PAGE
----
- Historic Sites
Discovering what a particular time in Harlem says about the whole nation
February/March 2006 | Volume 57, Issue 1
At the same time, thousands of Harlem’s sons were being drafted and shipped South to basic-training camps. There, in the service of a nation that claimed to be fighting a global war for human dignity, they were abused by racist officers and routinely arrested, beaten, bullied, and even killed by local white lawmen and citizens. Nor was this sort of persecution confined to the South. Attempts by blacks to integrate defense plants and shipyards were greeted with brutal mass assaults by white workers in Chester, Pennsylvania, and Beaumont, Texas, and with three days of pitched street fighting in Newark, New Jersey, that killed a 15-year-old boy—to name just a few examples. Attempts to integrate new housing projects for defense workers in Detroit led to a vicious white-on-black riot that left 34 people dead.
Reports of these disturbances fell on Harlem like a steady drip of poison. Throughout that summer, James Baldwin would recall seeing “the strangest combinations” of people gathered “on stoops and on corners and in doorways”—all of them, it seemed, “disturbed by the bitter letters they received, by the newspaper stories they read. . . .” He remembered that “on each face there seemed to be the same strange, bitter shadow.” Their rage would soon explode, in another riot that would kill six people, and devastate their community.
The life of Malcolm X was an American story, even though he probably would have denied that to the end.
Strivers Row tells the story of this fateful moment through two main protagonists. One of them is the Reverend Jonah Dove, a fictional, composite character, whose story is based in part on the experiences of Adam Clayton Powell, Jr., “the Big Cat,” longtime minister of the Abyssinian Baptist Church and Harlem’s first congressman. Jonah, who lives on Strivers Row itself, among the community’s elite, is the pastor of one of Harlem’s leading churches, a position he no longer feels worthy of fulfilling. He fears he will be unable to protect or lead his people in the ever more violent world he sees emerging everywhere, and he is thinking of deserting his flock and imitating his sister by trying to “pass” in white society.
The other main character is a young Malcolm X, still known as Malcolm Little, who was in fact a teenage street hustler in wartime Harlem. To write anything about such an iconic figure is to confront some obvious obstacles, for Malcolm X was the ultimate irreconcilable, a bone in the throat of America. Malcolm didn’t want equal rights; he wanted out . For most of his adult life he was the chief spokesman of a cult that considered all white people to be literal devils, the degenerate creation of a mad black scientist. There could be no compromise with such creatures, only separation.
It has often been pointed out that Malcolm modified these views somewhat near the end of his life—but only somewhat. In order to discover just what Malcolm did believe, one must begin with his own words, or at least his words as recorded by Alex Haley in the Autobiography that was published following his assassination in 1965. Malcolm’s life story has become a totemic American text, and deservedly so, but like all auto-biographies, it is less than wholly reliable, and like most, it reveals more than it intends. The Autobiography is both a classic conversion story and a bid for power, and as such Malcolm skirts certain aspects of his life and exaggerates others, including just how bad he really was in his hustler days. Having been down the farthest, he could make the case that he had risen the highest.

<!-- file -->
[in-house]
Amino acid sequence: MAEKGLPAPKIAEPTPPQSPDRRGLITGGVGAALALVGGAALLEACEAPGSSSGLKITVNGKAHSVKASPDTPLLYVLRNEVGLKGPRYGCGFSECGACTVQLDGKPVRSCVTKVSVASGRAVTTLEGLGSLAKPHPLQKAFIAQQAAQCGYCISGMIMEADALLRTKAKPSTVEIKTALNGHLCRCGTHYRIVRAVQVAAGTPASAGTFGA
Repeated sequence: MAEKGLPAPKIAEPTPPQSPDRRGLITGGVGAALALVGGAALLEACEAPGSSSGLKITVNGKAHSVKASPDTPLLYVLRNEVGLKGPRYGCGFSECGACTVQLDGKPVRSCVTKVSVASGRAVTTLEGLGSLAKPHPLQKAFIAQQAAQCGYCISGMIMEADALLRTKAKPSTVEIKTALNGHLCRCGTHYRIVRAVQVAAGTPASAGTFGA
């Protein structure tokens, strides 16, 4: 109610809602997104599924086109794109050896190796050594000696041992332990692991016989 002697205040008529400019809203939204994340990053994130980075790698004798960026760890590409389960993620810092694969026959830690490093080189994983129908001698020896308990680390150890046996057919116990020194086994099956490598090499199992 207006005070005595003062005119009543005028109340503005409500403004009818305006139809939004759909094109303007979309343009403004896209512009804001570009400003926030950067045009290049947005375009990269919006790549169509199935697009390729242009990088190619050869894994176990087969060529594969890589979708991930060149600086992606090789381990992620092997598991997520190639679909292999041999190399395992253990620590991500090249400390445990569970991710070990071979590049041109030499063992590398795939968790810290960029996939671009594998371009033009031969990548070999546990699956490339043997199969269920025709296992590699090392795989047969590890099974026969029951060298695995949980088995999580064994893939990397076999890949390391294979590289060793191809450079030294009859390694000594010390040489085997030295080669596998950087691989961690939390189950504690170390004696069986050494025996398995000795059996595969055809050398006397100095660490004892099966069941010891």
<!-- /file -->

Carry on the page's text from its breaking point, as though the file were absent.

Yet what I found most intriguing about The Autobiography of Malcolm X was what was written between the lines. Again and again, Malcolm recounts episodes of how he fooled, thwarted, or patronized older (and presumably darker) men. Whether he is outwitting an entire hunting party of black neighbors, or winning over a barful of hustlers by making a fuss over an ancient pickpocket, or facing down a pimp and then a fearsome Harlem gangster, it is always the younger (and probably lighter) Malcolm who triumphs. He repeatedly expresses dismay and embarrassment over the uninhibited passion that marked the black church services his parents took him to, yet he claims an inherent black superiority at dancing and rhythm, including an almost preternatural ability for himself.
Over and over again Malcolm’s story reveals the tension in which he lived, suspended between the white world and the black. When he was a boy, his father mocked him for the white ancestors he had through his mother’s side, but he beat him much less than he did Malcolm’s darker brothers and sisters, and he liked to take him with him whenever he was visiting either black or white neighbors. Malcolm’s siblings and black neighbors teased him with nicknames such as “Milky” and “Blondie,” “Chink” and “Freak of Nature” for his skin color, at the same time that his predominantly white classmates called him “nigger,” and “darkie,” and “Rastus.” Those same white classmates liked him well enough to elect him class president, and they pitied the abject poverty in which he lived enough to chip in and buy him a brand-new coat. And yet he was told by his homeroom teacher that the most he could possibly hope for was a life of a carpenter. Malcolm insists on the second page of his autobiography that he “learned to hate every drop of that white rapist’s blood that is in me.” Yet even at the end of his life—with his stories of outwitting all those older black men—he did not seem to notice just how much of white racial attitudes he had yet to purge.